When most people look up at the night sky, they might notice the moon or the way a constellation appears on a particular evening. When astrophotographer Rogelio Bernal Andreo turns his gaze to the heavens, he holds up a virtual frame, imagining how the different objects present in the sky would combine to form a composition- planets, stars, galaxies and nebulae in relation to one another, rather than as the focal point of a photographic image, displayed front and center in all its wonder and glory.
Astrophotographers are a special breed of artist, possessing a unique type of dedication and technical skill. Unlike traditional photography, capturing a great image of the night sky likely entails hundreds of miles of driving and hiking, thousands of dollars of complicated equipment, many hours of sitting (or sleeping) next to a camera in the middle of the night and even more time manipulating the image on a computer once they’re back at home just to create a single, usable image.
Within the astrophotographer species are a whole array of subspecies. There are some who photograph star circles and the movement of our planet in relation to the objects in space. There are others who only photograph the planets in our solar system and still others who are obsessed with comets streaking across the sky or colorful nebulae or galaxies.
Rogelio Bernal Andreo, based in Sunnyvale, CA, does ‘wide field photography’ of objects in deep space. He describes what he does as taking a picture of the whole forest rather than of a single tree. When he composes an image, he’s often interested in how the different star clusters, planets or nebulae would compliment one another within the frame of a photograph, taking into consideration the interplay of their different sizes, shapes, positions, luminosities and colors. His results are often profoundly successful, eliciting astonished gasps of excitement from viewers as the details in Andreo’s photographs reveal to them the incredible diversity of deep space.
One of the most common questions the photographer gets from viewers of his images is if the color in his photographs is real. “Absolutely. Absolutely,” he responds emphatically. “There’s that much color out there. We can’t see it because the light is so faint when it reaches us, that we can’t see it. This light has traveled from so far away that when it comes to us, you can’t see the color. But a camera can capture the color. Most of the images that I do are what’s called visible spectrum photography. RGB, red, green and blue photography. I enhance the colors but I don’t change the colors. So in my pictures you can definitely say that those are the colors of these objects.”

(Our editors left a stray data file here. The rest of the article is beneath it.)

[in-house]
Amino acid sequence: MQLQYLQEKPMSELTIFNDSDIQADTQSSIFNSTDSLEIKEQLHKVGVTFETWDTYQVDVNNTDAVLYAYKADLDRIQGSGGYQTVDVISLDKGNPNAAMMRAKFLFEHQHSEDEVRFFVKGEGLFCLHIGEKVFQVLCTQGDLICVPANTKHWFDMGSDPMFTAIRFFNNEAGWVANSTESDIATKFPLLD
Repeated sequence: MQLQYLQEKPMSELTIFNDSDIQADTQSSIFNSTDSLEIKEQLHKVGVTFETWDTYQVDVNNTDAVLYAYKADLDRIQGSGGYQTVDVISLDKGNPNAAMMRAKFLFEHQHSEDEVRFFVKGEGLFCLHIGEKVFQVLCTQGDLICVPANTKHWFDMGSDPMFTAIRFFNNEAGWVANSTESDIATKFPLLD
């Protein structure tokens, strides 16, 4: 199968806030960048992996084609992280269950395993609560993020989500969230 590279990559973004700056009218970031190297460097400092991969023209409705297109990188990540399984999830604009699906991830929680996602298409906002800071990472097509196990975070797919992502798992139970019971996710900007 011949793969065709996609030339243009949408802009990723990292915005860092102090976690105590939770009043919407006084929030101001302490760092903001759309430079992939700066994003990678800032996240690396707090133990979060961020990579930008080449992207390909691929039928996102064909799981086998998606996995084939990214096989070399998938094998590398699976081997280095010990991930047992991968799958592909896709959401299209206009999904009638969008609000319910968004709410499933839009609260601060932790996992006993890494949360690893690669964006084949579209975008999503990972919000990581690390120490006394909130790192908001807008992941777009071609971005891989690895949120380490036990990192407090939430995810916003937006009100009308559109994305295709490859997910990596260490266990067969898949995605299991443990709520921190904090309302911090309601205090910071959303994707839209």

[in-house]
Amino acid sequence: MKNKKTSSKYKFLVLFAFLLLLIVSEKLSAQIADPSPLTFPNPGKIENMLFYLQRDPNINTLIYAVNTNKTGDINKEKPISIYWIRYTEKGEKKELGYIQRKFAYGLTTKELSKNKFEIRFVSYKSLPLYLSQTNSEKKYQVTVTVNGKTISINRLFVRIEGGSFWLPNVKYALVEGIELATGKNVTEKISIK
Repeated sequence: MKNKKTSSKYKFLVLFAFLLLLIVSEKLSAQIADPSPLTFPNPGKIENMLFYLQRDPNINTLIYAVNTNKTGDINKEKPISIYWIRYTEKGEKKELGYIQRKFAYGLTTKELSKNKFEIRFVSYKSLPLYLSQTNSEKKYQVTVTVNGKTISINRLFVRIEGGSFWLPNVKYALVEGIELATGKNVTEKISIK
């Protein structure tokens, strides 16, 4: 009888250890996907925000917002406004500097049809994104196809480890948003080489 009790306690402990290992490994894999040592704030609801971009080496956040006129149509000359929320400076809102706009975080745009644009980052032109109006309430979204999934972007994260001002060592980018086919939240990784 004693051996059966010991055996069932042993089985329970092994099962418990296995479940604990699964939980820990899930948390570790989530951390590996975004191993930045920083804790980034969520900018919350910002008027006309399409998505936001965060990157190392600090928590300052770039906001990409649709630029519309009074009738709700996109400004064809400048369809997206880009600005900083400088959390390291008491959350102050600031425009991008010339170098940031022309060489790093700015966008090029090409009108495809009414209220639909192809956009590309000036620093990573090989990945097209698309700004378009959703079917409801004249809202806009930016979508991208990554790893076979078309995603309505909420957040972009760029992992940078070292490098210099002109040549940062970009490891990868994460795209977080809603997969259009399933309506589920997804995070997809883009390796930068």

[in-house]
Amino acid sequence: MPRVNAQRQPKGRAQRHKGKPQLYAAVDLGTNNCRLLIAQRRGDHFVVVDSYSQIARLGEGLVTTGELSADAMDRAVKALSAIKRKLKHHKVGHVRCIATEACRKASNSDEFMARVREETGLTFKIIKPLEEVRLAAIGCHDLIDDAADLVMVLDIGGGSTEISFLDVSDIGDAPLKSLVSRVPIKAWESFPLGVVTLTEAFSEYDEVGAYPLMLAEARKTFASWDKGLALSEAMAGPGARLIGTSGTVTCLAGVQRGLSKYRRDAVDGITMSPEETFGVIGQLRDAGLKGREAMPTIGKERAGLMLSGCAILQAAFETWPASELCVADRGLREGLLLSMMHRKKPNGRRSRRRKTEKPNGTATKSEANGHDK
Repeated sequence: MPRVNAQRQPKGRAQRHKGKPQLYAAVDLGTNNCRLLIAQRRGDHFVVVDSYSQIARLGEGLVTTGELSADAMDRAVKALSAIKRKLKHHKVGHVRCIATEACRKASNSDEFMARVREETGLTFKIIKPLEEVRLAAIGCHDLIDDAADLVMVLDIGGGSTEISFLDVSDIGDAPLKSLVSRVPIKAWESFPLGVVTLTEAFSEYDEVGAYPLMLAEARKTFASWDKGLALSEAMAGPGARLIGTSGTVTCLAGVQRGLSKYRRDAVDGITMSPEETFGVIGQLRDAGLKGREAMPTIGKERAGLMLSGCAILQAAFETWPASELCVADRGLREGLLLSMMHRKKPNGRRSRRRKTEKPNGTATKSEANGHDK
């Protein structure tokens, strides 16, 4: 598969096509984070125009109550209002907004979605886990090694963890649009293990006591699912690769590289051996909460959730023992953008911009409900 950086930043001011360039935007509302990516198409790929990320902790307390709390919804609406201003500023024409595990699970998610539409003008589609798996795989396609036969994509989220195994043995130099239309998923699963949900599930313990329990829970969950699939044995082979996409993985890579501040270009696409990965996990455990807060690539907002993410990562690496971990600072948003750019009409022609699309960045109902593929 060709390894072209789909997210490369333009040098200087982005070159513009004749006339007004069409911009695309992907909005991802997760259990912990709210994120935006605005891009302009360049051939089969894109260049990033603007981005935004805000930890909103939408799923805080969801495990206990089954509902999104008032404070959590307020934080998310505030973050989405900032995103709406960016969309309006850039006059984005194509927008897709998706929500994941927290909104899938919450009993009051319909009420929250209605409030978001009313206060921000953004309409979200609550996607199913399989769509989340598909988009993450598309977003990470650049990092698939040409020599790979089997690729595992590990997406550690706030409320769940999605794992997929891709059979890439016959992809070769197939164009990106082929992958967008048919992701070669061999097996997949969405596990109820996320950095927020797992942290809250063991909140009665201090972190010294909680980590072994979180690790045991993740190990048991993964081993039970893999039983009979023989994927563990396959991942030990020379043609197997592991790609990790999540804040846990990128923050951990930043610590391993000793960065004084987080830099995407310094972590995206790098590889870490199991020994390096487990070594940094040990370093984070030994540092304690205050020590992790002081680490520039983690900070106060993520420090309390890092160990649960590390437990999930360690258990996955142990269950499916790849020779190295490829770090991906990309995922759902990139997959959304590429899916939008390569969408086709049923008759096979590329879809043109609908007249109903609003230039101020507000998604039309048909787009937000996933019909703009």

Nothing captures the range and depth of color in the visible universe quite as much as nebulae. This may be why there’s such a disproportionate number of nebula images on Andreo’s website, aptly called, “Deep Sky Colors”.
“My interest for nebulas it’s mainly aesthetic, just because well, they’re, they’re beautiful and they’re really colorful,” he explains. “There are two types of nebulas, mainly, the emission nebula and reflection nebula. Emission nebulas are formed of gas and reflection nebulas are formed from the dust and they reflect the light from nearby stars. And this combination of colors and shapes and the fact that you can really capture them in a wide field image is what attracts me the most.”
After looking at dozens of Rogelio Bernal Andreo’s images, many of them award-winners in reputable astrophotography contests, I was shocked to learn that he’s only been doing this for five years. To do this kind of photography, one must be persistent and willing to fail. A lot. Most importantly, an astrophotographer must be patient and curious about the universe. Andreo takes his passion a step further because he’s driven also by the desire to share his discoveries in order to inspire others, especially kids.
“By getting into astrophotography, of course, I get also into astronomy, into learning a little bit more of the universe,” he says. “And I like to entertain. My pictures are for people to enjoy and look at them. I think it also helps the younger audience to be interested in astronomy. And if a 13-year old kid in his room surfing the web sees one of my pictures and that kind sparks their interest, who knows? I mean, maybe he ends up being an astronomer because of those pictures that he saw one day. And if only that happens once or twice, that makes it really worthwhile.”